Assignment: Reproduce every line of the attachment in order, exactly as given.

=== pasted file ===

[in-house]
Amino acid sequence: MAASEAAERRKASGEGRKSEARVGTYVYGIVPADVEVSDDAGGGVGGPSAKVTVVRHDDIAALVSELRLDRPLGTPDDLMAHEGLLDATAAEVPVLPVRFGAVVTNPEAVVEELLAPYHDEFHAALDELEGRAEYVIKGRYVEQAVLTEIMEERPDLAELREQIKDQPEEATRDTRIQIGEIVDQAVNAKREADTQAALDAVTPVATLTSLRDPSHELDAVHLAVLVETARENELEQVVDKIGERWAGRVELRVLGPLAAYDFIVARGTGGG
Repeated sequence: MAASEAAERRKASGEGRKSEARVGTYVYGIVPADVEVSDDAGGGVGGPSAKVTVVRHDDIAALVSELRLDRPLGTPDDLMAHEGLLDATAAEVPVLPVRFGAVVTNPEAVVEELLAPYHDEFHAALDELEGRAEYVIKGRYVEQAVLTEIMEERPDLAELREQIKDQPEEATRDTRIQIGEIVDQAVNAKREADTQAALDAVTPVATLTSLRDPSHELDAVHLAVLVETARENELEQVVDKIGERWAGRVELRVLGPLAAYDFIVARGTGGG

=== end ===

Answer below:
[in-house]
Amino acid sequence: MAASEAAERRKASGEGRKSEARVGTYVYGIVPADVEVSDDAGGGVGGPSAKVTVVRHDDIAALVSELRLDRPLGTPDDLMAHEGLLDATAAEVPVLPVRFGAVVTNPEAVVEELLAPYHDEFHAALDELEGRAEYVIKGRYVEQAVLTEIMEERPDLAELREQIKDQPEEATRDTRIQIGEIVDQAVNAKREADTQAALDAVTPVATLTSLRDPSHELDAVHLAVLVETARENELEQVVDKIGERWAGRVELRVLGPLAAYDFIVARGTGGG
Repeated sequence: MAASEAAERRKASGEGRKSEARVGTYVYGIVPADVEVSDDAGGGVGGPSAKVTVVRHDDIAALVSELRLDRPLGTPDDLMAHEGLLDATAAEVPVLPVRFGAVVTNPEAVVEELLAPYHDEFHAALDELEGRAEYVIKGRYVEQAVLTEIMEERPDLAELREQIKDQPEEATRDTRIQIGEIVDQAVNAKREADTQAALDAVTPVATLTSLRDPSHELDAVHLAVLVETARENELEQVVDKIGERWAGRVELRVLGPLAAYDFIVARGTGGG